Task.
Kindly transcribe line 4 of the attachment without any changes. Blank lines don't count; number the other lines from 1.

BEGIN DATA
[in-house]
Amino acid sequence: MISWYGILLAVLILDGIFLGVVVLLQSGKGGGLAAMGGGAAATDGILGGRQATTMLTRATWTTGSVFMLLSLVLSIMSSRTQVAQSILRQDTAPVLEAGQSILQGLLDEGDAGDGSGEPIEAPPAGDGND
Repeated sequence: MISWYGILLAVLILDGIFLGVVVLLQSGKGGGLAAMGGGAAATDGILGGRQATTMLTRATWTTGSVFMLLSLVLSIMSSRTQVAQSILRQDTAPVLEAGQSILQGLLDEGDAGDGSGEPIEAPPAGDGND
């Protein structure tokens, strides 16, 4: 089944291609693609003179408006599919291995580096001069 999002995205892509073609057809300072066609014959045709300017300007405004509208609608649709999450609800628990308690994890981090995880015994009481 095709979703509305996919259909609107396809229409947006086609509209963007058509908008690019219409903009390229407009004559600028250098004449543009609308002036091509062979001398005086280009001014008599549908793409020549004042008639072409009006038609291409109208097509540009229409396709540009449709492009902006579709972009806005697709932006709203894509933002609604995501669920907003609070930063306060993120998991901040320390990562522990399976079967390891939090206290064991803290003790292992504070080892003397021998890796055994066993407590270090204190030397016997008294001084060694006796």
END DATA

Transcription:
């Protein structure tokens, strides 16, 4: 089944291609693609003179408006599919291995580096001069 999002995205892509073609057809300072066609014959045709300017300007405004509208609608649709999450609800628990308690994890981090995880015994009481 095709979703509305996919259909609107396809229409947006086609509209963007058509908008690019219409903009390229407009004559600028250098004449543009609308002036091509062979001398005086280009001014008599549908793409020549004042008639072409009006038609291409109208097509540009229409396709540009449709492009902006579709972009806005697709932006709203894509933002609604995501669920907003609070930063306060993120998991901040320390990562522990399976079967390891939090206290064991803290003790292992504070080892003397021998890796055994066993407590270090204190030397016997008294001084060694006796």